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In search of healthy beef cattle livers

Liver abscesses continue to be an economic concern for the beef industry, even with modern feeding practices. They are worth around 60 cents a pound if suitable for human consumption, but more important than the direct loss when abscessed livers have to be condemned is the effect on performance and carcass characteristics.

Brittany Wiese, a master’s candidate with the Western College of Veterinary Medicine at the University of Saskatchewan, recently reviewed findings from four feedlot studies involving a total of 904 steers conducted by previous graduate students at the university from 2008 to 2014. The livers in those studies were scored according to the Elanco “liver check” system used in packing plants.

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A score of 0 is for normal healthy livers without abscesses.

Those with a score of A have one or two small abscesses or up to four grouped abscesses that are generally less than an inch in diameter and the remainder of the liver is healthy. The A- score for livers with one or two small abscesses or abscess scars has recently been eliminated. Livers with A- scores in the previous studies were moved into the A category for her review.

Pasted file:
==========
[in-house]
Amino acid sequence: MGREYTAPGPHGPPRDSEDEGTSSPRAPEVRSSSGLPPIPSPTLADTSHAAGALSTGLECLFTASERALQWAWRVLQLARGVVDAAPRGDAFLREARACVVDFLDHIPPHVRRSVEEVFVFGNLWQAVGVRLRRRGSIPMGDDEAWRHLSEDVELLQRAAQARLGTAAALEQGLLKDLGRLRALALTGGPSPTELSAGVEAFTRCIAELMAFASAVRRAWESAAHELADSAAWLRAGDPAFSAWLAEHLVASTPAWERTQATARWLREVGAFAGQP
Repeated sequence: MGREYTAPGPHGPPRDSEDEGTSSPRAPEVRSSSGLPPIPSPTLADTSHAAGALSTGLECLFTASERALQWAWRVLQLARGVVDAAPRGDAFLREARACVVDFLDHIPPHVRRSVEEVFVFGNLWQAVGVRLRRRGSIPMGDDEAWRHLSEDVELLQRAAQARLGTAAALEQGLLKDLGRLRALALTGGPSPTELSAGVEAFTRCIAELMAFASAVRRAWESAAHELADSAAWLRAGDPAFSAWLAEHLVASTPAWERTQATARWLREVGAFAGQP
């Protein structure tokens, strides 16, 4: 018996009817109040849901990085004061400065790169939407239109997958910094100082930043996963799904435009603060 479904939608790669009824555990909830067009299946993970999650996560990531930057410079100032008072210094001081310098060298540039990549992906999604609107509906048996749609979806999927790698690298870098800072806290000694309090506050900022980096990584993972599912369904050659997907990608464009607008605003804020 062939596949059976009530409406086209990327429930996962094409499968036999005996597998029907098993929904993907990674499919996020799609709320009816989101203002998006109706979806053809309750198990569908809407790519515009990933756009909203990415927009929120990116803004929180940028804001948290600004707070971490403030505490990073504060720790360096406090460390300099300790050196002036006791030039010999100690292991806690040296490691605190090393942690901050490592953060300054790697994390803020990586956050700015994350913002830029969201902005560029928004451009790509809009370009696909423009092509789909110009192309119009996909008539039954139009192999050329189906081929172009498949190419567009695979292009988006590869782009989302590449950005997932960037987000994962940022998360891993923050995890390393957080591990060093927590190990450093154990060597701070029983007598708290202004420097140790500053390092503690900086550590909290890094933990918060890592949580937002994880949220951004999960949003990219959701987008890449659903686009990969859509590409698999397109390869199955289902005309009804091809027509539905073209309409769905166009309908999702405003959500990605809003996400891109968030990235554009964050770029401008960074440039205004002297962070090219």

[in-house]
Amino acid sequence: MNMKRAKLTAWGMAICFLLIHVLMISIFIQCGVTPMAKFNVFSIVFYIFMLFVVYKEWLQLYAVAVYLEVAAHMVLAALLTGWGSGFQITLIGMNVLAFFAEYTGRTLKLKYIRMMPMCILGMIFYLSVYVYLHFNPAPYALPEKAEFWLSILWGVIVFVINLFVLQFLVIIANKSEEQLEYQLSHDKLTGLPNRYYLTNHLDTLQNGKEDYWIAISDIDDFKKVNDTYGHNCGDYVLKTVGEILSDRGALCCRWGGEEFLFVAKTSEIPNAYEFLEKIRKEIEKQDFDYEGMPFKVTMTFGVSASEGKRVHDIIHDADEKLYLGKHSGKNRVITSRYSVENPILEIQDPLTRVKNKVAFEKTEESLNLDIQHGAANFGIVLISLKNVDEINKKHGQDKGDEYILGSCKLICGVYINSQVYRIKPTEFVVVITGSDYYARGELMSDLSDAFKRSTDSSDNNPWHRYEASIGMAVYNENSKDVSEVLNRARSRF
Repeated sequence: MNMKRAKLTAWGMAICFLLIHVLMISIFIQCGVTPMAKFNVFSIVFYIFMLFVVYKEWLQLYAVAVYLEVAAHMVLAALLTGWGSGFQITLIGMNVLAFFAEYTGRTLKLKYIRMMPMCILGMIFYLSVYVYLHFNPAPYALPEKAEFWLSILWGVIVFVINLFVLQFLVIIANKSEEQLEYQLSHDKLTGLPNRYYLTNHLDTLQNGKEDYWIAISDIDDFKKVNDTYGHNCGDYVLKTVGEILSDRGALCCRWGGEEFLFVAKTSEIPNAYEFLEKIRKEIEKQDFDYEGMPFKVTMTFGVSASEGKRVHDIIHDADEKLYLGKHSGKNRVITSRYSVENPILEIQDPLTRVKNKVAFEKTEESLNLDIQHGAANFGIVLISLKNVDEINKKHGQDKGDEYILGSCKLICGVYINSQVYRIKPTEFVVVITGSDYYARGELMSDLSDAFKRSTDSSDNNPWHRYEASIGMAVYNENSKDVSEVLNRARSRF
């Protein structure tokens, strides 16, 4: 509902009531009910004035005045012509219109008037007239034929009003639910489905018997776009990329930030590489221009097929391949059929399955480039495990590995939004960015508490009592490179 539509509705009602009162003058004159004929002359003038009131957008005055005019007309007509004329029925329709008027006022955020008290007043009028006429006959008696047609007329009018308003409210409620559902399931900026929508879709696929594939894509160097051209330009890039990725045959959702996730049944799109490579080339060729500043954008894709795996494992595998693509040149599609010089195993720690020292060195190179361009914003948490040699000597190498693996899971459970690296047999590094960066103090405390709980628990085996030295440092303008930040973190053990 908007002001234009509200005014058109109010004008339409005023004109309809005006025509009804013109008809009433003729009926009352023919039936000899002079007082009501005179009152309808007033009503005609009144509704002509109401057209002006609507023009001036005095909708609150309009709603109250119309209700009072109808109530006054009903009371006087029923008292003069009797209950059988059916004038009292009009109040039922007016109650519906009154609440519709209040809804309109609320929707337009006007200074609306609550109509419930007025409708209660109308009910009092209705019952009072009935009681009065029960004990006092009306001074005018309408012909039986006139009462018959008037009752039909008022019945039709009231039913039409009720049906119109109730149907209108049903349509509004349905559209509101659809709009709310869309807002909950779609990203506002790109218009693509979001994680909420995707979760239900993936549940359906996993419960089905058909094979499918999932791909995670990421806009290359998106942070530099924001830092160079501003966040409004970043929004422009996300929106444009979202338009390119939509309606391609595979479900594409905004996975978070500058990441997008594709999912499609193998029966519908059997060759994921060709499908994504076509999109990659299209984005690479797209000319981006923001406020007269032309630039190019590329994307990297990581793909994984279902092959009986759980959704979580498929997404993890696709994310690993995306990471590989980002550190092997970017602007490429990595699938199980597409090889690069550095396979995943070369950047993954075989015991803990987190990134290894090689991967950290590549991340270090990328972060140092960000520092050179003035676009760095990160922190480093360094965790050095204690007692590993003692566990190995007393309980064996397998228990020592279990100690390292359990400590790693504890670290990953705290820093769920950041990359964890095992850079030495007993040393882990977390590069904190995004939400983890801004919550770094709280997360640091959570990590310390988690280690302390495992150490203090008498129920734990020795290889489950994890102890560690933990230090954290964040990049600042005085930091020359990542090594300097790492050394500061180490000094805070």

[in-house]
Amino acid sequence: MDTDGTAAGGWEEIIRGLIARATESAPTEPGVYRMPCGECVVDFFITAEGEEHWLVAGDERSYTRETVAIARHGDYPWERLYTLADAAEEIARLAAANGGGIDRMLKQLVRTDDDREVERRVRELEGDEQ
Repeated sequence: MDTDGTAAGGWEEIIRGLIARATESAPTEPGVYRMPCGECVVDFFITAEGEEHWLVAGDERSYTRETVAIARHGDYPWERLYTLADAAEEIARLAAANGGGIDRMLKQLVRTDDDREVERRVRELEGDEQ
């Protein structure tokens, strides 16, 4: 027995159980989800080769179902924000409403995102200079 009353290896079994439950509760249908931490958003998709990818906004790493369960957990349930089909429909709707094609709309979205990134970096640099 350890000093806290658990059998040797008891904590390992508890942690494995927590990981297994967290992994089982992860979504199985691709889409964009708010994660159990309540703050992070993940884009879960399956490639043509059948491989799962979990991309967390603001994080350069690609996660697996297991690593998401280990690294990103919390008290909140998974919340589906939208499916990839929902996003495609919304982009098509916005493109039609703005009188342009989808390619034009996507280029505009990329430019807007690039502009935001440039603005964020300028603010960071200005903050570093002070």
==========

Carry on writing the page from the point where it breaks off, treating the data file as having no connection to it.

The A+ score is for livers with one or more large abscesses and inflammation of the liver tissue around the abscesses. Oftentimes, parts of the diaphragm adhere to the surface of the liver and have to be trimmed to separate the liver from the carcass.

This A+ category liver would be condemned; grade A livers with smaller abscesses go for pet food.

This A+ category liver would be condemned; grade A livers with smaller abscesses go for pet food.
photo: University of Saskatchewan

Livers with A scores are downgraded to pet food and those with A+ scores are condemned.

It came as no surprise to Wiese to find that severe liver abscesses do hinder performance because other studies dating back to the 1980s have shown this to be true. In her review, steers with A+ livers had the lowest finished body weight overall even though all steers had similar weights at the start of each trial. As expected, the cattle with A+ livers also had the lowest average daily gain during the last 70 days on feed.

“We looked at the last 70 days because liver abscesses can heal on their own within 50 to 70 days, so most of the abscesses found at slaughter are likely occurring within the last 70 days on feed,” Wiese says.

Most interesting, although not statistically significant, was that the average daily gain on steers with A livers was better than those without abscesses. One possible reason for this is high-gaining steers eat more feed and, therefore, are more at risk for developing ruminal acidosis, which is the No. 1 predisposing cause of liver abscesses. Once an abscess gets severe enough to tip the balance, the average daily gain does drop off.